Laser burns ‘deficient’ brain tissue away with MRI as gps

18 February 2020
From now on epilepsy patients that do not benefit from medication, can undergo a new minimally invasive procedure where a laser will burn away the tissue that triggers epilepsy in a MRI machiner. UZ Leuven is the first hospital in the Benelux to perform this procedure.

For one in three epilepsy patients medication only has a limited effect. If they also have regular epileptic seizures, they can qualify for epilepsy surgery. People with a lot of epileptic seizures find it very difficult to lead a normal social life. If the disorder cannot be controlled with medication, the neurosurgeon can decide to have brain surgery performed after an extensive pre-surgical evaluation. Tissue ablation via electrodes has been around for quite some time, but burning off the brain tissue that causes the epilepsy is less controlled. A new alternative is an ultra-thin laser in combination with a precise MRI as the GPS system.

The brain surgeon will drill a miniscule hole in the skull, after which a narrow tube is introduced through the cerebral membrane and into the brain with at the end a laser attached to it. A CT-scan in the operating theatre checks whether the probe is placed at the exact location. The patient is subsequently transferred from the operating theatre to the MRI scanner, where the surgeon can calculate meticulously where he wants to ablate tissue and at what temperature via intelligent software. The probe is then gradually moved along the abnormal brain tissue. This allows the laser to do its work very meticulously and to burn off the brain tissue causing the epilepsy. The surgeon will see the real-time results on the screen.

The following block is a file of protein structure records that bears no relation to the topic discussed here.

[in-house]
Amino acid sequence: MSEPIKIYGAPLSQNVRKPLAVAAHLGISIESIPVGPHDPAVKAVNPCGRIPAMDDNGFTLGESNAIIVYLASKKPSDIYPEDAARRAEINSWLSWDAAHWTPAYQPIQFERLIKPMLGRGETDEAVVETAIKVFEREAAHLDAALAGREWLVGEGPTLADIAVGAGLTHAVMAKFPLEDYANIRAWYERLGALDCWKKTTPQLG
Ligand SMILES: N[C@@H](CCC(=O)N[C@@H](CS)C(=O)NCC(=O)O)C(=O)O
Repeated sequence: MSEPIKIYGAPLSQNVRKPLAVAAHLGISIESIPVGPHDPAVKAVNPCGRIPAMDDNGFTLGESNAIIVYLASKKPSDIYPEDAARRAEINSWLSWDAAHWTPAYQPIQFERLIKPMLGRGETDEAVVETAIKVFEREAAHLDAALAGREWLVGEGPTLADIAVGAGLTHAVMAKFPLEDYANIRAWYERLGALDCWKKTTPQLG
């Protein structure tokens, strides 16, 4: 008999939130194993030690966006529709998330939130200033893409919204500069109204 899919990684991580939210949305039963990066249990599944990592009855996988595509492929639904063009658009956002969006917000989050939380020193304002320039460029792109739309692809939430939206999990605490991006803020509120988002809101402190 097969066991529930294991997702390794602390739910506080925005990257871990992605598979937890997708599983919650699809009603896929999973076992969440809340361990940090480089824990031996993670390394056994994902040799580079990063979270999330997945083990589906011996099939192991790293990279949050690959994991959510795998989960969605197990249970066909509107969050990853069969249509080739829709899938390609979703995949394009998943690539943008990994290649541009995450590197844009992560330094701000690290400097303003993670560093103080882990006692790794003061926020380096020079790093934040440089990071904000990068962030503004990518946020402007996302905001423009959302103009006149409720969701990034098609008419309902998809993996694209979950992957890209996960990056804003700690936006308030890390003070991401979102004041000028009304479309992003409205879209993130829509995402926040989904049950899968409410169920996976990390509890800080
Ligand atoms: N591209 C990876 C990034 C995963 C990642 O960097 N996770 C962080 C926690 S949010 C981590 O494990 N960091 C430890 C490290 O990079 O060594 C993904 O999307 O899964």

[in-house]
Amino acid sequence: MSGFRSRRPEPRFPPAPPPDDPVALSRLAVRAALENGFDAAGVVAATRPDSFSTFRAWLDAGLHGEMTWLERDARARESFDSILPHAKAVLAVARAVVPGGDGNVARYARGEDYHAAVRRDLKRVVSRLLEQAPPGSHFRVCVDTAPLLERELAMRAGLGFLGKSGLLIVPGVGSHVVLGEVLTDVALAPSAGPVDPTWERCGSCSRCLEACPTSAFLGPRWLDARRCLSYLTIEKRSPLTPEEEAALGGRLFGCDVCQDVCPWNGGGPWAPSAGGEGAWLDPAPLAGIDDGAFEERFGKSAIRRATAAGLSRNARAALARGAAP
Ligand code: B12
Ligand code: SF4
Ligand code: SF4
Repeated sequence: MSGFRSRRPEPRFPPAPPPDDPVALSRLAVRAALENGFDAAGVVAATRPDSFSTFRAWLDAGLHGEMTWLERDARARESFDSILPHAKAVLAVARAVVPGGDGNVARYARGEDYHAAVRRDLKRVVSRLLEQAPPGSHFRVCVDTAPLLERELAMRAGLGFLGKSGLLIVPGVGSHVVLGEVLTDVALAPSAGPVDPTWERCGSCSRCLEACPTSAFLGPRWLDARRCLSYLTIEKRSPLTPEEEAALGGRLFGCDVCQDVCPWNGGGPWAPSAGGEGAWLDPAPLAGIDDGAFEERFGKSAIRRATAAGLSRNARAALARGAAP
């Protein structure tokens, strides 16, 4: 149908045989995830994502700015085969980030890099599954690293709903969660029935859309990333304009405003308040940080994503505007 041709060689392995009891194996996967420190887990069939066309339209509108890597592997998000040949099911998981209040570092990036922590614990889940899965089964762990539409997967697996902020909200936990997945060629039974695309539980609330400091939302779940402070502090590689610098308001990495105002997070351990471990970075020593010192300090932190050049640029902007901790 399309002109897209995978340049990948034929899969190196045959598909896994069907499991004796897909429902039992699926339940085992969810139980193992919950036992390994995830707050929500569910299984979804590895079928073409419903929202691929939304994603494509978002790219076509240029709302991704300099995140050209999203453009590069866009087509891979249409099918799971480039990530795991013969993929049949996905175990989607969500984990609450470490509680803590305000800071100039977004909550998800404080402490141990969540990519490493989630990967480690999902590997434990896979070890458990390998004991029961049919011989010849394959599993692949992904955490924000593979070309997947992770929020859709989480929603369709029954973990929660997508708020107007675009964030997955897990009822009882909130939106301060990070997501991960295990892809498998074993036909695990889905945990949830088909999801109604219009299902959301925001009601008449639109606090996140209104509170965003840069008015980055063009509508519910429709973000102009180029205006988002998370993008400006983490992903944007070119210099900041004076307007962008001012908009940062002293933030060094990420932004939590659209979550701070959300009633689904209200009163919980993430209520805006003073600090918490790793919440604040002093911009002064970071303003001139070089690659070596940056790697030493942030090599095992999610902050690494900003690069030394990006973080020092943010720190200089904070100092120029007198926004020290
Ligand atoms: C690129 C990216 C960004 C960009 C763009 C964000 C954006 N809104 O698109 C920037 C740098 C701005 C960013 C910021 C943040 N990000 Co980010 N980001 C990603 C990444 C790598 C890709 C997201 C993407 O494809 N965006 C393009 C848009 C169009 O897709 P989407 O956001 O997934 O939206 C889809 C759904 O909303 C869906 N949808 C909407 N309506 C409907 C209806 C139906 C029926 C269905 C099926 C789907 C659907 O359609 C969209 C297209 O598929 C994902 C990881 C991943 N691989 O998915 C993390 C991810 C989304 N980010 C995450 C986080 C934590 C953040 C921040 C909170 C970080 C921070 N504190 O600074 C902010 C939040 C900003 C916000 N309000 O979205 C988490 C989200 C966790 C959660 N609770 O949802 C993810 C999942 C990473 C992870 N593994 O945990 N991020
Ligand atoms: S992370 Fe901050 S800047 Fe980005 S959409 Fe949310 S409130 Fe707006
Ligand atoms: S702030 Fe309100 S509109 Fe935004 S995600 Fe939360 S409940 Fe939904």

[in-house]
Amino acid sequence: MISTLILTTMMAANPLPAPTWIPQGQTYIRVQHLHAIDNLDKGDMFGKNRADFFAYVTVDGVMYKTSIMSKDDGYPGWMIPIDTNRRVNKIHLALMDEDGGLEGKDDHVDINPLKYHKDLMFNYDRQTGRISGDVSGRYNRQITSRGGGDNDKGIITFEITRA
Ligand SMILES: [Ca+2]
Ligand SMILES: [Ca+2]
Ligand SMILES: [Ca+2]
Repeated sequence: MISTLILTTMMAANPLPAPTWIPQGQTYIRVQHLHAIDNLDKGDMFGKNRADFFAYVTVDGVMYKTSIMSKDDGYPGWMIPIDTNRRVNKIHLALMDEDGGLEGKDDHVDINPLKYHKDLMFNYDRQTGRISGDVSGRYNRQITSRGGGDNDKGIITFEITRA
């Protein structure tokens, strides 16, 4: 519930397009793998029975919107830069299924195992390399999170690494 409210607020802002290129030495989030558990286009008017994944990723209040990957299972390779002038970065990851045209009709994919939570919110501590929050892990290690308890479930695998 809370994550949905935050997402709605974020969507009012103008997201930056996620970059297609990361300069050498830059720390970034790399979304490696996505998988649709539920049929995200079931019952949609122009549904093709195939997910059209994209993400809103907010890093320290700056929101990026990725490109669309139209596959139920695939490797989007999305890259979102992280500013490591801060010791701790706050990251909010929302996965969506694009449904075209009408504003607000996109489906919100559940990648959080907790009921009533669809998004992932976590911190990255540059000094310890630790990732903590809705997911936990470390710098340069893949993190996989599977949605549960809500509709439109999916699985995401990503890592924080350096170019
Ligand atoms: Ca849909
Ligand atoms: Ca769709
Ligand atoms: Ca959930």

"An ultra thin laser with a precise MRI as a GPS system"
prof. dr. Tom Theys

Ablation with laser precision

Burning off brain tissue holds risks. Because the procedure is carried out in an MRI scanner that monitors changes in temperature, the surgeon can see the temperature in the tissue he wants to ablate and in the surrounding area at all times. Certain nerve tracts surrounding the 'bad' brain tissue can be crucial for sight, reading, motor skills or speech. It is therefore very important to burn off the abnormal brain tissue in a controlled manner.

The tube that is introduced in the brain contains a cavity with water running through it to cool down the laser and to control the temperature very precisely. In comparison to a classic operation, the laser treatment takes less long and the treatment is also less strenuous for the patient. The patient's recovery time will also be lower than after classic brain surgery.

Delicate brain surgery

Because epilepsy is difficult to assess on a short term basis, physicians refrain from making statements about the long-term effects of the procedure. Fact is however that the UZ Leuven patient that underwent the surgery used to have several severe epileptic fits a day, and now, a month after the procedure, he's had only a few minor, non-troublesome fits.

Prof. dr. Tom Theys, neurosurgeon at UZ Leuven: “Such a type of laser treatment is delicate brain surgery, but the procedure was technically faultless. The abnormal brain tissue was burned off without having to damage the normal brain tissue. The fact that we can burn away the brain tissue in a controlled manner and in real time, is an important added value. It would be good to get together with other epilepsy centres to see how we in Belgium could offer this fairly expensive procedure to the limited number of patients who really need it.”

The new method is already being used in the US but now Europe will also be performing the procedure for a select group of epilepsy patients. The technique has also been used successfully worldwide for deep-lying brain tumours. As far as the cost to the patient goes, the operation is not yet covered by the conventional medical insurance RIZIV. In this case, UZ Leuven and the special solidarity fund contributed to the cost for the first patient. The procedure is a collaboration between the departments of neurology, anaesthesiology, radiology and neurosurgery.

Last edit: 18 March 2020